Walking among the spartan aisles and towering shelves of the massive ITER warehouse is like walking through the self-serve area at the back of an IKEA store. But instead of bookcases and bed frames, this warehouse is home to parts for the world's largest nuclear fusion facility, from multi-tonne tokamak components to tiny pieces of hardware smaller than walnuts. Like the 90° elbow joint that Daniel Mittag has just plucked from a box on shelf 31-B-03-C.
Daniel Mittag heads the Integrated Material & Logistics Management Group, with responsibility for the 1.5 million components currently being stored in the ITER warehouse system. Including this 3 x 20 mm elbow joint.
Storage was another puzzle to solve. ITER has a main 36,000m² warehouse on the northern edge of its site in Saint-Paul-lez-Durance and five 6,000m² storage facilities near the port in Fos-sur-Mer. An item's initial location depends on available space and storage requirements (D for outdoors, C for indoors, B for temperature control, and A for humidity and temperature control). Because of its radioactive confinement role in the tritium system, the elbow joint was classified as a Protection Important Component (PIC) and given a C classification for the main warehouse, so this is where it was delivered by AStrans.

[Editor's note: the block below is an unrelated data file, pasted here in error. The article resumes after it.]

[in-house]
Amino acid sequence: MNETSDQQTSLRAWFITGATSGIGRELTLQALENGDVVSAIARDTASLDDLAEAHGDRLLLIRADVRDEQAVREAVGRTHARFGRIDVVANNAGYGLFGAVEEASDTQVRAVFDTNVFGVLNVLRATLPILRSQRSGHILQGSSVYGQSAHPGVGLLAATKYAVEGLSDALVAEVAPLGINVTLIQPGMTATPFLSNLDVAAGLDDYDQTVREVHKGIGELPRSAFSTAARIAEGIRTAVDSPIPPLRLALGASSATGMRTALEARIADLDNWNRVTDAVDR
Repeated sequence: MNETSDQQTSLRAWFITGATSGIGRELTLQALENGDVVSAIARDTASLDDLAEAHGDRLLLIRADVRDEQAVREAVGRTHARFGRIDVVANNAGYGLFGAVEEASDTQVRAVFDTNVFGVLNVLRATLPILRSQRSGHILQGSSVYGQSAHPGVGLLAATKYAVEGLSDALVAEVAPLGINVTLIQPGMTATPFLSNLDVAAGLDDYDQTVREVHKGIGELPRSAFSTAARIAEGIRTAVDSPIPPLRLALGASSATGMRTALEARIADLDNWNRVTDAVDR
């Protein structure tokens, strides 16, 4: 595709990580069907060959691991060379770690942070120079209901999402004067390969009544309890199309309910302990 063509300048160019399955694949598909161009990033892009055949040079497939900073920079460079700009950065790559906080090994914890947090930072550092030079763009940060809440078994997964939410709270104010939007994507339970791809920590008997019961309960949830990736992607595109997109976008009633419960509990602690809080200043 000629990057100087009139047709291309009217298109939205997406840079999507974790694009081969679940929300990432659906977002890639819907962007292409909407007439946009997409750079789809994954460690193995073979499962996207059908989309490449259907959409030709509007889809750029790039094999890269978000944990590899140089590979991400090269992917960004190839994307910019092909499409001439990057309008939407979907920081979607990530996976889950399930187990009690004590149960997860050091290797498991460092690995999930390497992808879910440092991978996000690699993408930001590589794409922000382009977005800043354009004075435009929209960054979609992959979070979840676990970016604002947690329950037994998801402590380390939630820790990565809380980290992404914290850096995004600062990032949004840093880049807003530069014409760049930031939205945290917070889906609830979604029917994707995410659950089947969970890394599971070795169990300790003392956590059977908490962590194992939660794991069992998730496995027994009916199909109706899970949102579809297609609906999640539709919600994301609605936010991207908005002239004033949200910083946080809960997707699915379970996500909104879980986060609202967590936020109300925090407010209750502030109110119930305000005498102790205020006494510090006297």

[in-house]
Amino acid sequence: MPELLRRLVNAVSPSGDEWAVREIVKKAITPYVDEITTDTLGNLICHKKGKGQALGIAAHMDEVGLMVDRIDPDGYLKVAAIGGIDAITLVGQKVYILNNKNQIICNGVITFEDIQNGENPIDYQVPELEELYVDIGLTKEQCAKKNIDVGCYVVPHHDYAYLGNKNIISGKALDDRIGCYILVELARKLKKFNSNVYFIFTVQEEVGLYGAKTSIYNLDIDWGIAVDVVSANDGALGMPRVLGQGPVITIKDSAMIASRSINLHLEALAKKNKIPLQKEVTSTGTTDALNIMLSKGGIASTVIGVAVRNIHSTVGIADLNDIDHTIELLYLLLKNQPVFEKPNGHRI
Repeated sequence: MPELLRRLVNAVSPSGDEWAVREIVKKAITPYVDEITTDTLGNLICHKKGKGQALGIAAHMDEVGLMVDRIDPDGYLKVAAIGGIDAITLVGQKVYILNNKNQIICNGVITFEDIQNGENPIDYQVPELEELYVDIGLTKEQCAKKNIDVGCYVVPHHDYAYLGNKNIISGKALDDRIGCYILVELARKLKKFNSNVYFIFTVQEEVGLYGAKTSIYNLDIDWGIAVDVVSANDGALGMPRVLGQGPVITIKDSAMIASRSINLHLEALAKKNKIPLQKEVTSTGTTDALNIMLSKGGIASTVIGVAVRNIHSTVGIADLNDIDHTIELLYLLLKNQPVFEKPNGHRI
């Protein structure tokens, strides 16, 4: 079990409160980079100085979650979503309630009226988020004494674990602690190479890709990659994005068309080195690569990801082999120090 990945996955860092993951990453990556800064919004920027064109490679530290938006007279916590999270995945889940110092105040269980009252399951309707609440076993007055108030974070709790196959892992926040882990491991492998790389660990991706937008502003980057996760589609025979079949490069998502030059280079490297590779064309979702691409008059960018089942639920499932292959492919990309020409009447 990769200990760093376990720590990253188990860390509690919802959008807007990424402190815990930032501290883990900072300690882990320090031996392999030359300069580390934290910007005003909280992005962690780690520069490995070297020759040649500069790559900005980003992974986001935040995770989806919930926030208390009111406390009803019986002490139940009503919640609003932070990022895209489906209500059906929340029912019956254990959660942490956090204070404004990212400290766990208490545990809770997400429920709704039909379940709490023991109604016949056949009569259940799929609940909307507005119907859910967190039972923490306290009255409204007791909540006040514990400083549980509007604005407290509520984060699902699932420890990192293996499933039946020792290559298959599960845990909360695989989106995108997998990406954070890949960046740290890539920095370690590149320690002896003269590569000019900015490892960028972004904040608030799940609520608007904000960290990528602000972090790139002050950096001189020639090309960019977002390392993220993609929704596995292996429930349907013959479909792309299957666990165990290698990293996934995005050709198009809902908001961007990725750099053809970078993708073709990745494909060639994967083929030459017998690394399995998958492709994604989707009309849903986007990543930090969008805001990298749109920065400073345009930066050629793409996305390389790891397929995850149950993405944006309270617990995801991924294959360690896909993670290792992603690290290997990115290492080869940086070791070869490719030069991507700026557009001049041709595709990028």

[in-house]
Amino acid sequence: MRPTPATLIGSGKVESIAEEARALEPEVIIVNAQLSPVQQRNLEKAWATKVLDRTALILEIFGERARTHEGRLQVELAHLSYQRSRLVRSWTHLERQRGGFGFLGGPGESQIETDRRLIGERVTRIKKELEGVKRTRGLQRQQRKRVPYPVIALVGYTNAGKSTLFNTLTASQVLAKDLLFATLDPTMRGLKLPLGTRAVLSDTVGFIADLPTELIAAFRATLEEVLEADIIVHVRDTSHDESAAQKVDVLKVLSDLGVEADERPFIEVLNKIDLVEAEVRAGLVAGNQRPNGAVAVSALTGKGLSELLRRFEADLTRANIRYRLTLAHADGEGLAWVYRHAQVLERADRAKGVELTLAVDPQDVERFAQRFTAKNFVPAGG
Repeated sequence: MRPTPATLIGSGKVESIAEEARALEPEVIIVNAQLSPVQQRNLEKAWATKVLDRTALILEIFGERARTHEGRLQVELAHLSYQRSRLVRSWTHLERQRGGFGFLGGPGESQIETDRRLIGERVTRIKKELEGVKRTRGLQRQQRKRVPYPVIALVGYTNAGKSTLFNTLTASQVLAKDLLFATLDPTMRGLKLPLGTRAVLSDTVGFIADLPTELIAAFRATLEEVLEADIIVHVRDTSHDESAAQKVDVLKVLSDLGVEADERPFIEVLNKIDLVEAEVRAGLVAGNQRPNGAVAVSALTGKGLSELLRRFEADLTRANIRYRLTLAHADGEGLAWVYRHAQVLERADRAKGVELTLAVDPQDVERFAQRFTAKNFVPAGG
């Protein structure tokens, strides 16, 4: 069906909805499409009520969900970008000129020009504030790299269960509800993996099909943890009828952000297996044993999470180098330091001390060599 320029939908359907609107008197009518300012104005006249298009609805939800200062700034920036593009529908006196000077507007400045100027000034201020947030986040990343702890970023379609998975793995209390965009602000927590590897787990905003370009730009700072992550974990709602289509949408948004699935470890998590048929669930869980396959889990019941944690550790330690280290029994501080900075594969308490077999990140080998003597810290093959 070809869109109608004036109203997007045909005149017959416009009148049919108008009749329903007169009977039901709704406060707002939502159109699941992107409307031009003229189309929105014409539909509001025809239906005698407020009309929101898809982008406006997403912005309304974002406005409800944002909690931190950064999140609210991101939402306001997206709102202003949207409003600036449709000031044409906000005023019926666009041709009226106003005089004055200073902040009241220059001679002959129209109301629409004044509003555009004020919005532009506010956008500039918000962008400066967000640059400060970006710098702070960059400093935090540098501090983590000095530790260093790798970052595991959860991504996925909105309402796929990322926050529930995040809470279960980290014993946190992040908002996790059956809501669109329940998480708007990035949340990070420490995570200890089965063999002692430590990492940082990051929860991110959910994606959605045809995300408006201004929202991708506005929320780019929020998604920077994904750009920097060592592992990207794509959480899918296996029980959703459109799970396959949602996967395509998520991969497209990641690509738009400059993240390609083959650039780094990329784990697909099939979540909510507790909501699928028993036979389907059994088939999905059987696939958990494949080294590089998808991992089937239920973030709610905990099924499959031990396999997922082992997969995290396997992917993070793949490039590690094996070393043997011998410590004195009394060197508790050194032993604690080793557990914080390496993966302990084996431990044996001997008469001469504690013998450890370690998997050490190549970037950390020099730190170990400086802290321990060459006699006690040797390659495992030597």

The main ITER warehouse on site, where components are stored according to specific requirements such as temperature and humidity control. On average, four or five shipments arrive at the main warehouse each day.